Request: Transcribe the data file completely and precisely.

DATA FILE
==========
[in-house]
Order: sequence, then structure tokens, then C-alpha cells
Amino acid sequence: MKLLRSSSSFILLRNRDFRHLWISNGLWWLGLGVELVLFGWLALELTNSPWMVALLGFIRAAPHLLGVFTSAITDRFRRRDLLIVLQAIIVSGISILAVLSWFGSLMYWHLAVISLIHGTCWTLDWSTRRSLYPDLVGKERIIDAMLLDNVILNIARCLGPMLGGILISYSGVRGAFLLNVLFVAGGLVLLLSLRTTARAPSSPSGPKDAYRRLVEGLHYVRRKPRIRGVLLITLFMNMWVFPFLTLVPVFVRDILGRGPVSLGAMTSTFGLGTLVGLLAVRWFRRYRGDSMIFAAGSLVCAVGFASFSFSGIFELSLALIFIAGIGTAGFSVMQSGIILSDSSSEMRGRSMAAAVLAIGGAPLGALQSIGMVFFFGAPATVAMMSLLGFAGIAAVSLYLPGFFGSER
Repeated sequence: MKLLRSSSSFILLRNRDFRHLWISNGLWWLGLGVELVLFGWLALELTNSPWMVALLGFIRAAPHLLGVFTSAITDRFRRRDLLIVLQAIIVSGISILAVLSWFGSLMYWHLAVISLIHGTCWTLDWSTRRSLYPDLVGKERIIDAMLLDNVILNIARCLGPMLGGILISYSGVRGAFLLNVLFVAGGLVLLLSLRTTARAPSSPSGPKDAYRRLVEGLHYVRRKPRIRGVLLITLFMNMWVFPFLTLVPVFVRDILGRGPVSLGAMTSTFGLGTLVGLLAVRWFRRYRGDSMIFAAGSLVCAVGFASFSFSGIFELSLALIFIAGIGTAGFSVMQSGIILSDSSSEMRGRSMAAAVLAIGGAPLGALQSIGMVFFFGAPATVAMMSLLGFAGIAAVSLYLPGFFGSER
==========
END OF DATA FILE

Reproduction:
[in-house]
Order: sequence, then structure tokens, then C-alpha cells
Amino acid sequence: MKLLRSSSSFILLRNRDFRHLWISNGLWWLGLGVELVLFGWLALELTNSPWMVALLGFIRAAPHLLGVFTSAITDRFRRRDLLIVLQAIIVSGISILAVLSWFGSLMYWHLAVISLIHGTCWTLDWSTRRSLYPDLVGKERIIDAMLLDNVILNIARCLGPMLGGILISYSGVRGAFLLNVLFVAGGLVLLLSLRTTARAPSSPSGPKDAYRRLVEGLHYVRRKPRIRGVLLITLFMNMWVFPFLTLVPVFVRDILGRGPVSLGAMTSTFGLGTLVGLLAVRWFRRYRGDSMIFAAGSLVCAVGFASFSFSGIFELSLALIFIAGIGTAGFSVMQSGIILSDSSSEMRGRSMAAAVLAIGGAPLGALQSIGMVFFFGAPATVAMMSLLGFAGIAAVSLYLPGFFGSER
Repeated sequence: MKLLRSSSSFILLRNRDFRHLWISNGLWWLGLGVELVLFGWLALELTNSPWMVALLGFIRAAPHLLGVFTSAITDRFRRRDLLIVLQAIIVSGISILAVLSWFGSLMYWHLAVISLIHGTCWTLDWSTRRSLYPDLVGKERIIDAMLLDNVILNIARCLGPMLGGILISYSGVRGAFLLNVLFVAGGLVLLLSLRTTARAPSSPSGPKDAYRRLVEGLHYVRRKPRIRGVLLITLFMNMWVFPFLTLVPVFVRDILGRGPVSLGAMTSTFGLGTLVGLLAVRWFRRYRGDSMIFAAGSLVCAVGFASFSFSGIFELSLALIFIAGIGTAGFSVMQSGIILSDSSSEMRGRSMAAAVLAIGGAPLGALQSIGMVFFFGAPATVAMMSLLGFAGIAAVSLYLPGFFGSER